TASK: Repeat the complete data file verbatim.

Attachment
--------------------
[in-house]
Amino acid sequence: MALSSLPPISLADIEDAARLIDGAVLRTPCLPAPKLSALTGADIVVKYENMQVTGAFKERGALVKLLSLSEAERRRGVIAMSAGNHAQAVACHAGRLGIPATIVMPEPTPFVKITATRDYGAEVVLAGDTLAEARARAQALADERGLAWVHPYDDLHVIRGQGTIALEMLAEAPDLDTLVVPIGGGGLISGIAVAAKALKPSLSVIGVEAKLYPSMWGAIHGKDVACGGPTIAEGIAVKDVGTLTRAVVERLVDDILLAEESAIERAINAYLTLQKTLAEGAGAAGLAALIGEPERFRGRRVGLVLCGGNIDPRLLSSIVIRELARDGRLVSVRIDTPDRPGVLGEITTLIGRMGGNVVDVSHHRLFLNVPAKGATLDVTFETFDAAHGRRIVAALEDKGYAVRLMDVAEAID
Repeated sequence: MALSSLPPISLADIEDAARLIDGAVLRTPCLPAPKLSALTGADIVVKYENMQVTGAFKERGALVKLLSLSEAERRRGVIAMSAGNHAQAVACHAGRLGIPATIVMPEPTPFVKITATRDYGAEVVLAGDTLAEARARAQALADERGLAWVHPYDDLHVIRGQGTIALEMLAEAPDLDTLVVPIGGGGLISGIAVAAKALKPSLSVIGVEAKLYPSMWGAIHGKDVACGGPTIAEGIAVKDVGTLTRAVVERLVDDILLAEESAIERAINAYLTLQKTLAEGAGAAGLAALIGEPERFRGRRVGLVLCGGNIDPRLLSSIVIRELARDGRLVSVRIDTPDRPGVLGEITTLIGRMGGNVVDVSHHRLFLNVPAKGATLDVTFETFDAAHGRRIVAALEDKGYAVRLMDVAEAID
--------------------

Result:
[in-house]
Amino acid sequence: MALSSLPPISLADIEDAARLIDGAVLRTPCLPAPKLSALTGADIVVKYENMQVTGAFKERGALVKLLSLSEAERRRGVIAMSAGNHAQAVACHAGRLGIPATIVMPEPTPFVKITATRDYGAEVVLAGDTLAEARARAQALADERGLAWVHPYDDLHVIRGQGTIALEMLAEAPDLDTLVVPIGGGGLISGIAVAAKALKPSLSVIGVEAKLYPSMWGAIHGKDVACGGPTIAEGIAVKDVGTLTRAVVERLVDDILLAEESAIERAINAYLTLQKTLAEGAGAAGLAALIGEPERFRGRRVGLVLCGGNIDPRLLSSIVIRELARDGRLVSVRIDTPDRPGVLGEITTLIGRMGGNVVDVSHHRLFLNVPAKGATLDVTFETFDAAHGRRIVAALEDKGYAVRLMDVAEAID
Repeated sequence: MALSSLPPISLADIEDAARLIDGAVLRTPCLPAPKLSALTGADIVVKYENMQVTGAFKERGALVKLLSLSEAERRRGVIAMSAGNHAQAVACHAGRLGIPATIVMPEPTPFVKITATRDYGAEVVLAGDTLAEARARAQALADERGLAWVHPYDDLHVIRGQGTIALEMLAEAPDLDTLVVPIGGGGLISGIAVAAKALKPSLSVIGVEAKLYPSMWGAIHGKDVACGGPTIAEGIAVKDVGTLTRAVVERLVDDILLAEESAIERAINAYLTLQKTLAEGAGAAGLAALIGEPERFRGRRVGLVLCGGNIDPRLLSSIVIRELARDGRLVSVRIDTPDRPGVLGEITTLIGRMGGNVVDVSHHRLFLNVPAKGATLDVTFETFDAAHGRRIVAALEDKGYAVRLMDVAEAID